In general, in these preliminary operations, until the auxiliary cruisers were ready and coal and ammunition supplies on the base, the duty of our fleet would be to hold the Spanish ships of strength in Habana and incidentally to cut off all Spanish trade and reinforcements moving in the straits. But no extensive operations along the coast of Cuba, and no serious bombardment of Habana and Matanzas should be attempted until our whole fleet, auxiliary and all, were ready, and a fair amount of supplies on our base.



During the preliminary operations, before referred to and indicated in general terms, it is obvious, from a consideration of the naval strengths of the two nations and from a glance at the fleet lists appended, that in the56 case under consideration “Operations in Cuban and Porto Rican Waters, A.”, the United States would be greatly superior in armored strength and in types of cruisers; Spain would be superior in numbers of cruisers and in torpedo vessels; and that this superiority would have to be met by utilizing auxiliaries. Within practical limits these last could replace regular cruisers for work with the armored fleet, thus freeing some of our more powerful cruisers for work on the south coast in blockading work and harrassments, since they would be amply strong enough57 to meet anything under the Spanish flag, if the Spanish armored fleet had been drawn to Habana for its defense and held there by our armored fleet.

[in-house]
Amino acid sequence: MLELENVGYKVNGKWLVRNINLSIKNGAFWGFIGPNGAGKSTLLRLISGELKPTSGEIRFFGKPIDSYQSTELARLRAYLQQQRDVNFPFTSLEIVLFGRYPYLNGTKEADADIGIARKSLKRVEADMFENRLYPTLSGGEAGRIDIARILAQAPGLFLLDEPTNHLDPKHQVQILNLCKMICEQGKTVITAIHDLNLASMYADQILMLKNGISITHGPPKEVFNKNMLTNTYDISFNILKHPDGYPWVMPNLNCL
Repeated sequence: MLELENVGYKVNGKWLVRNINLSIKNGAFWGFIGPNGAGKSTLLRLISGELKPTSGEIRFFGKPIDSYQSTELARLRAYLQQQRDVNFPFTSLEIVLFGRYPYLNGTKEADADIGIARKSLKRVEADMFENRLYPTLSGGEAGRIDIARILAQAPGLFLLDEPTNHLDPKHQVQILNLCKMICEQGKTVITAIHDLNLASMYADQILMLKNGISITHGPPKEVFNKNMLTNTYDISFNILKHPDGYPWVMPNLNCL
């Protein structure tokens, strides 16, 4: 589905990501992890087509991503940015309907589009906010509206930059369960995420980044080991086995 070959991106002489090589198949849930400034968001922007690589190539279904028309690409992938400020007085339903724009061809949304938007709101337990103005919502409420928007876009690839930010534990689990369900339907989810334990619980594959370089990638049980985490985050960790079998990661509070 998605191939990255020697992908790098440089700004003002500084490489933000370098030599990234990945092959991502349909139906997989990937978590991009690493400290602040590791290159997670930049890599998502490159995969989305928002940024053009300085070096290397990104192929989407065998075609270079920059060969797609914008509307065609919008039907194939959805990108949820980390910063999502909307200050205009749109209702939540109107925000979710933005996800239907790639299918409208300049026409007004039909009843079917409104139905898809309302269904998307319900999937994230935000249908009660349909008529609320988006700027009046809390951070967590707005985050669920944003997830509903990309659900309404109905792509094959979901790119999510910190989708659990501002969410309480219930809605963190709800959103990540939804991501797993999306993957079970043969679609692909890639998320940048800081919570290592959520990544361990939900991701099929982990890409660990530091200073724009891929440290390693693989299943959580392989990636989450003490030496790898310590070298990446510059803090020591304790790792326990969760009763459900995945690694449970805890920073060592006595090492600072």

Since the operations under consideration have for their ultimate object the liberation of the island, it is assumed that the naval Commander in Chief will have general instructions to so far as possible arrange his fire on fortifications and other defenses so as to do the least harm to property, public and private, within range and without military value. For example, while not a part of the defenses of Habana, the aquaduct and railway communications are proper objects for attack, since depriving the town of them would aid in reducing it; but the Governor General’s palace, while it is Spanish headquarters, should not be destroyed because its destruction would not weaken the defenses and because it would be valuable Cuban property after the liberation of the island, not to mention the fact that it could not be destroyed by fire from the fleet without doing great damage to the town.